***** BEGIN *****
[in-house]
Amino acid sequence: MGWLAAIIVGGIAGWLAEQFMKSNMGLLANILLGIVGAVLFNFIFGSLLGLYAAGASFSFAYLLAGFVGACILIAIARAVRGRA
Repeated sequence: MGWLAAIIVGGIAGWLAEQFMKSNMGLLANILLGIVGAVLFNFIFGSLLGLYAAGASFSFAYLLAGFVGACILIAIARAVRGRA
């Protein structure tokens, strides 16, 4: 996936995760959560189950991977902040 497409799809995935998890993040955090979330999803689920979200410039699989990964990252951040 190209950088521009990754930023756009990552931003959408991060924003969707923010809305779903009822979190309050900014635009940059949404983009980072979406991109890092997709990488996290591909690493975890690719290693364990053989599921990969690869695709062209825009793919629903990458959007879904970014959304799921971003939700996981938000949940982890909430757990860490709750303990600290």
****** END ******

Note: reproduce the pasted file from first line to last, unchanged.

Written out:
[in-house]
Amino acid sequence: MGWLAAIIVGGIAGWLAEQFMKSNMGLLANILLGIVGAVLFNFIFGSLLGLYAAGASFSFAYLLAGFVGACILIAIARAVRGRA
Repeated sequence: MGWLAAIIVGGIAGWLAEQFMKSNMGLLANILLGIVGAVLFNFIFGSLLGLYAAGASFSFAYLLAGFVGACILIAIARAVRGRA
């Protein structure tokens, strides 16, 4: 996936995760959560189950991977902040 497409799809995935998890993040955090979330999803689920979200410039699989990964990252951040 190209950088521009990754930023756009990552931003959408991060924003969707923010809305779903009822979190309050900014635009940059949404983009980072979406991109890092997709990488996290591909690493975890690719290693364990053989599921990969690869695709062209825009793919629903990458959007879904970014959304799921971003939700996981938000949940982890909430757990860490709750303990600290």